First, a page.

When some specific fact or question has been actually and directly in issue and has been adjudicated and determined by a court of competent jurisdiction in a former suit, and the same fact or question is again put in issue in a subsequent suit between parties or their privities who were parties in the former suit, its determination in the former suit, if properly presented and relied upon, is conclusive upon the parties and persons in privity with them in the latter suit, without regard to whether or not the cause of action is the same in both suits, and it cannot be again litigated in the subsequent suit upon the same or a different cause of action whatever may have been the nature of the first action or of the second action in which the estoppel is set up (Hoffman v. Hoffman (1927), 246 Ill. App. 60.) It is of first importance both in the observance of private rights and of the public good that a question once adjudicated by a court of competent jurisdiction shall be considered as finally settled and conclusive on the parties. (Winkleman v. Winkleman (1924), 310 Ill. 568.) Where the cause of action in the first suit is not the same as the cause of action in the second suit the court's determination in the first suit on all questions actually decided is final and estops the parties and their privities from relitigating those questions in the second suit, — such is normally denominated as estoppel by verdict or judgment, is but another branch of the doctrine of res judicata, and rests on the same principles as res judicata. City of Elmhurst v. Kegerreis (1945), 392 Ill. 195.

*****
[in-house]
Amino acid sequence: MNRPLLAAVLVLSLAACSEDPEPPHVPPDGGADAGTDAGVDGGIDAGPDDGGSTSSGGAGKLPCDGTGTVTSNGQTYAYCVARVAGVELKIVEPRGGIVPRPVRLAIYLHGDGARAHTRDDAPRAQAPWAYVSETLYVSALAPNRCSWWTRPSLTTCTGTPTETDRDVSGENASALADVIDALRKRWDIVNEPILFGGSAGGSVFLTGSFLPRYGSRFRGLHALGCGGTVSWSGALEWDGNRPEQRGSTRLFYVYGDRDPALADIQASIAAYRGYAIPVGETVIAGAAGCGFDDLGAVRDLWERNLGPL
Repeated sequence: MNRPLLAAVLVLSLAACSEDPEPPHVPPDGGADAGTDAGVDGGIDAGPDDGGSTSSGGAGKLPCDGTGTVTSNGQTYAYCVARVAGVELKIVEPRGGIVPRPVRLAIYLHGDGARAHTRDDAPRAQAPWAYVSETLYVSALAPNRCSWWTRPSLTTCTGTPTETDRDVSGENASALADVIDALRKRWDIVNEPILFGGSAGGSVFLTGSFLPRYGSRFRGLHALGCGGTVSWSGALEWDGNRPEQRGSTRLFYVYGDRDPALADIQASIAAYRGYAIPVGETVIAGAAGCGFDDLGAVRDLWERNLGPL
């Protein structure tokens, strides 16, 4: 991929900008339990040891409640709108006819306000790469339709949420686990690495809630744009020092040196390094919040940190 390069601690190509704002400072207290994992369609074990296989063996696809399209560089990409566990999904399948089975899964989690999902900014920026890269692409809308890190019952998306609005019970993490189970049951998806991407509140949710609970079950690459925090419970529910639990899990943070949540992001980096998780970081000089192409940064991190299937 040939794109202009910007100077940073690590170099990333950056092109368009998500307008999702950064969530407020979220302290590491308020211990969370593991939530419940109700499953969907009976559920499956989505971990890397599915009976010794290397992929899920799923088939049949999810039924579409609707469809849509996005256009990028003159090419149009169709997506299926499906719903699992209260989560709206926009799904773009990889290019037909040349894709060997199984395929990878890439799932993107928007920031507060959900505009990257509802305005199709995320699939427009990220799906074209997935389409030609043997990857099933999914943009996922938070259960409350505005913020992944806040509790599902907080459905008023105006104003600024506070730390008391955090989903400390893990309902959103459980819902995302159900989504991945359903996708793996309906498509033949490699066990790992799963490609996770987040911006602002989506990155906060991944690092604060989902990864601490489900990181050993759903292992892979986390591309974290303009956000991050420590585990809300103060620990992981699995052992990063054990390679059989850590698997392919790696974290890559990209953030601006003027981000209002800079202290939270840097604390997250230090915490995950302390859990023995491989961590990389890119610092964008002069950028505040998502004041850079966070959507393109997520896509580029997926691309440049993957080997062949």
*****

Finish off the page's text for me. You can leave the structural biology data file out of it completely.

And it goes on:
• 5 In Stangle v. Chicago Rock Island and Pacific R. Co. (7th Cir. 1961), 295 F.2d 789, 790-91, plaintiff Stangle's car was struck by one of the defendant's trains. Subsequently a passenger in Stangle's car sued both Stangle and the railroad. At the trial of the passenger's cause, a special interrogatory was submitted to the jury with respect to whether Stangle was willfully and wantonly negligent in the operation of the car. The jury answered the special interrogatory "yes" and found against both defendants. Thereafter, Stangle sued the railroad. The trial court granted the railroad's motion for summary judgment on the ground that the prior adjudication estopped Stangle from maintaining his action. The United States Court of Appeals, in affirming the district court's judgment, relied upon Rose v. Dolejs, 7 Ill. App.2d 267, 129 N.E.2d 281, and stated: